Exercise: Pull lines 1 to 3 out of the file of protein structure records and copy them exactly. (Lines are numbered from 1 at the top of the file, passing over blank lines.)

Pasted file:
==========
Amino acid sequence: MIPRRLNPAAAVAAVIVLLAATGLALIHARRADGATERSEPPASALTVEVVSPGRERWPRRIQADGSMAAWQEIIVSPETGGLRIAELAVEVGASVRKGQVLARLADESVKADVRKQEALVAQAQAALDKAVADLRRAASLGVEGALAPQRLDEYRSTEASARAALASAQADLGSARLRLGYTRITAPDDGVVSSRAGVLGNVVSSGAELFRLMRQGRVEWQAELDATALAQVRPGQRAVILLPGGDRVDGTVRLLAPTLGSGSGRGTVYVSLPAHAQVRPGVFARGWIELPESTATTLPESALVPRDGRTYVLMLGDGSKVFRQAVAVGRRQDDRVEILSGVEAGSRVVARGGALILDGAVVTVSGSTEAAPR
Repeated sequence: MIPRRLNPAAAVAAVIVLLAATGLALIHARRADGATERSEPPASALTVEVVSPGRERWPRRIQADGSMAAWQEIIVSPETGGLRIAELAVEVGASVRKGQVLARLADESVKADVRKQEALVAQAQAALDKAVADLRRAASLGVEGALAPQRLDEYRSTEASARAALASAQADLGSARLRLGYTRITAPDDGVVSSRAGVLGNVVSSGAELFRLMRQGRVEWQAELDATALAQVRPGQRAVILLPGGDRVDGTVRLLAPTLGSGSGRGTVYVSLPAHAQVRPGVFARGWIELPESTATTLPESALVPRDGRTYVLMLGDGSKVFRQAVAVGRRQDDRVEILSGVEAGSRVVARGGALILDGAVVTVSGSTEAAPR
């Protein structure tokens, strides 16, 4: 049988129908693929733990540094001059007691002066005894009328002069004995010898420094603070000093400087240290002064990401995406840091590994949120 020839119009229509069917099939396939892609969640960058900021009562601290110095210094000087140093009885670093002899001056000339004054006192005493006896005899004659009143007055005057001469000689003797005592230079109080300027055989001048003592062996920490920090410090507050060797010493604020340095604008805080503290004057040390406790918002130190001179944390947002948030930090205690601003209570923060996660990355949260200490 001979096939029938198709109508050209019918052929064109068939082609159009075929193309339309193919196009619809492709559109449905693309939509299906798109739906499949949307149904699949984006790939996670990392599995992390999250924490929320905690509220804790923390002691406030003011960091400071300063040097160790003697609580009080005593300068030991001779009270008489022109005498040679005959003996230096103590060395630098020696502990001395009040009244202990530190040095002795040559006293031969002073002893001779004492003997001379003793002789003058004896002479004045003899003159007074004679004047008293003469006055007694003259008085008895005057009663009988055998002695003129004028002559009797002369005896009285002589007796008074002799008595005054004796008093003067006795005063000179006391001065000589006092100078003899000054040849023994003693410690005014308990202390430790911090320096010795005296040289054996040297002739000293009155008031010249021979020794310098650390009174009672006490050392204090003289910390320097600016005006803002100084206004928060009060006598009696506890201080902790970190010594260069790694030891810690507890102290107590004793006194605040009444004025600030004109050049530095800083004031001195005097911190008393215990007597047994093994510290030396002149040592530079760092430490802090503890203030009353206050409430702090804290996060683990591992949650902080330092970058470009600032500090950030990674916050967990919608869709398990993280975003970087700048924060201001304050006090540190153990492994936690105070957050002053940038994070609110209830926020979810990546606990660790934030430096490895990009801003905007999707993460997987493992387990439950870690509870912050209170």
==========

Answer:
Amino acid sequence: MIPRRLNPAAAVAAVIVLLAATGLALIHARRADGATERSEPPASALTVEVVSPGRERWPRRIQADGSMAAWQEIIVSPETGGLRIAELAVEVGASVRKGQVLARLADESVKADVRKQEALVAQAQAALDKAVADLRRAASLGVEGALAPQRLDEYRSTEASARAALASAQADLGSARLRLGYTRITAPDDGVVSSRAGVLGNVVSSGAELFRLMRQGRVEWQAELDATALAQVRPGQRAVILLPGGDRVDGTVRLLAPTLGSGSGRGTVYVSLPAHAQVRPGVFARGWIELPESTATTLPESALVPRDGRTYVLMLGDGSKVFRQAVAVGRRQDDRVEILSGVEAGSRVVARGGALILDGAVVTVSGSTEAAPR
Repeated sequence: MIPRRLNPAAAVAAVIVLLAATGLALIHARRADGATERSEPPASALTVEVVSPGRERWPRRIQADGSMAAWQEIIVSPETGGLRIAELAVEVGASVRKGQVLARLADESVKADVRKQEALVAQAQAALDKAVADLRRAASLGVEGALAPQRLDEYRSTEASARAALASAQADLGSARLRLGYTRITAPDDGVVSSRAGVLGNVVSSGAELFRLMRQGRVEWQAELDATALAQVRPGQRAVILLPGGDRVDGTVRLLAPTLGSGSGRGTVYVSLPAHAQVRPGVFARGWIELPESTATTLPESALVPRDGRTYVLMLGDGSKVFRQAVAVGRRQDDRVEILSGVEAGSRVVARGGALILDGAVVTVSGSTEAAPR
């Protein structure tokens, strides 16, 4: 049988129908693929733990540094001059007691002066005894009328002069004995010898420094603070000093400087240290002064990401995406840091590994949120 020839119009229509069917099939396939892609969640960058900021009562601290110095210094000087140093009885670093002899001056000339004054006192005493006896005899004659009143007055005057001469000689003797005592230079109080300027055989001048003592062996920490920090410090507050060797010493604020340095604008805080503290004057040390406790918002130190001179944390947002948030930090205690601003209570923060996660990355949260200490 001979096939029938198709109508050209019918052929064109068939082609159009075929193309339309193919196009619809492709559109449905693309939509299906798109739906499949949307149904699949984006790939996670990392599995992390999250924490929320905690509220804790923390002691406030003011960091400071300063040097160790003697609580009080005593300068030991001779009270008489022109005498040679005959003996230096103590060395630098020696502990001395009040009244202990530190040095002795040559006293031969002073002893001779004492003997001379003793002789003058004896002479004045003899003159007074004679004047008293003469006055007694003259008085008895005057009663009988055998002695003129004028002559009797002369005896009285002589007796008074002799008595005054004796008093003067006795005063000179006391001065000589006092100078003899000054040849023994003693410690005014308990202390430790911090320096010795005296040289054996040297002739000293009155008031010249021979020794310098650390009174009672006490050392204090003289910390320097600016005006803002100084206004928060009060006598009696506890201080902790970190010594260069790694030891810690507890102290107590004793006194605040009444004025600030004109050049530095800083004031001195005097911190008393215990007597047994093994510290030396002149040592530079760092430490802090503890203030009353206050409430702090804290996060683990591992949650902080330092970058470009600032500090950030990674916050967990919608869709398990993280975003970087700048924060201001304050006090540190153990492994936690105070957050002053940038994070609110209830926020979810990546606990660790934030430096490895990009801003905007999707993460997987493992387990439950870690509870912050209170």